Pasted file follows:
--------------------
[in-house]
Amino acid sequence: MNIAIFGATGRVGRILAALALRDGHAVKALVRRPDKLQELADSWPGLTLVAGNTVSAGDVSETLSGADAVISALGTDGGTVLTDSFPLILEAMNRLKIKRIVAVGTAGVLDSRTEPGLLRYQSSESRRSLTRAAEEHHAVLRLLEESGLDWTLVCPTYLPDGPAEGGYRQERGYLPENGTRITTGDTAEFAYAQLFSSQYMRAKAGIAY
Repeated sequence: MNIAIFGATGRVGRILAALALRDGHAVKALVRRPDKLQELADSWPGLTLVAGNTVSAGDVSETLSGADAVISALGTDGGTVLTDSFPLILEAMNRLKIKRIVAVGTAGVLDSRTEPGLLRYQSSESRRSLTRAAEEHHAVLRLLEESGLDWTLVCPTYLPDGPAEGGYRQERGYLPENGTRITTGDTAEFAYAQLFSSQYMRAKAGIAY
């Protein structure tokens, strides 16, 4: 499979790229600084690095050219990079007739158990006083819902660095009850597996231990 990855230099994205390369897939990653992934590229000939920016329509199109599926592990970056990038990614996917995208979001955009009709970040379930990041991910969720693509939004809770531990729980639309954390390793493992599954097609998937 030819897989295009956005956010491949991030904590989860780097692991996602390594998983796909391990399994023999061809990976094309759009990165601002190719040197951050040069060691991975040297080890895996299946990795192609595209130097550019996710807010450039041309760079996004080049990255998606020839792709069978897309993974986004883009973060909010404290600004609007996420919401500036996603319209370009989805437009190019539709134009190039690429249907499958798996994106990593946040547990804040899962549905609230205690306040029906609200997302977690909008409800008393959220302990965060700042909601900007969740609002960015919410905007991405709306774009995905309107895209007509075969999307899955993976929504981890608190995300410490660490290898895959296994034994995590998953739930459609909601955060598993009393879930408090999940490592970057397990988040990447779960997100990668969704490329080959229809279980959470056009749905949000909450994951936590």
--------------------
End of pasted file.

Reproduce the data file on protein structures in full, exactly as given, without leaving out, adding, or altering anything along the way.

[in-house]
Amino acid sequence: MNIAIFGATGRVGRILAALALRDGHAVKALVRRPDKLQELADSWPGLTLVAGNTVSAGDVSETLSGADAVISALGTDGGTVLTDSFPLILEAMNRLKIKRIVAVGTAGVLDSRTEPGLLRYQSSESRRSLTRAAEEHHAVLRLLEESGLDWTLVCPTYLPDGPAEGGYRQERGYLPENGTRITTGDTAEFAYAQLFSSQYMRAKAGIAY
Repeated sequence: MNIAIFGATGRVGRILAALALRDGHAVKALVRRPDKLQELADSWPGLTLVAGNTVSAGDVSETLSGADAVISALGTDGGTVLTDSFPLILEAMNRLKIKRIVAVGTAGVLDSRTEPGLLRYQSSESRRSLTRAAEEHHAVLRLLEESGLDWTLVCPTYLPDGPAEGGYRQERGYLPENGTRITTGDTAEFAYAQLFSSQYMRAKAGIAY
């Protein structure tokens, strides 16, 4: 499979790229600084690095050219990079007739158990006083819902660095009850597996231990 990855230099994205390369897939990653992934590229000939920016329509199109599926592990970056990038990614996917995208979001955009009709970040379930990041991910969720693509939004809770531990729980639309954390390793493992599954097609998937 030819897989295009956005956010491949991030904590989860780097692991996602390594998983796909391990399994023999061809990976094309759009990165601002190719040197951050040069060691991975040297080890895996299946990795192609595209130097550019996710807010450039041309760079996004080049990255998606020839792709069978897309993974986004883009973060909010404290600004609007996420919401500036996603319209370009989805437009190019539709134009190039690429249907499958798996994106990593946040547990804040899962549905609230205690306040029906609200997302977690909008409800008393959220302990965060700042909601900007969740609002960015919410905007991405709306774009995905309107895209007509075969999307899955993976929504981890608190995300410490660490290898895959296994034994995590998953739930459609909601955060598993009393879930408090999940490592970057397990988040990447779960997100990668969704490329080959229809279980959470056009749905949000909450994951936590």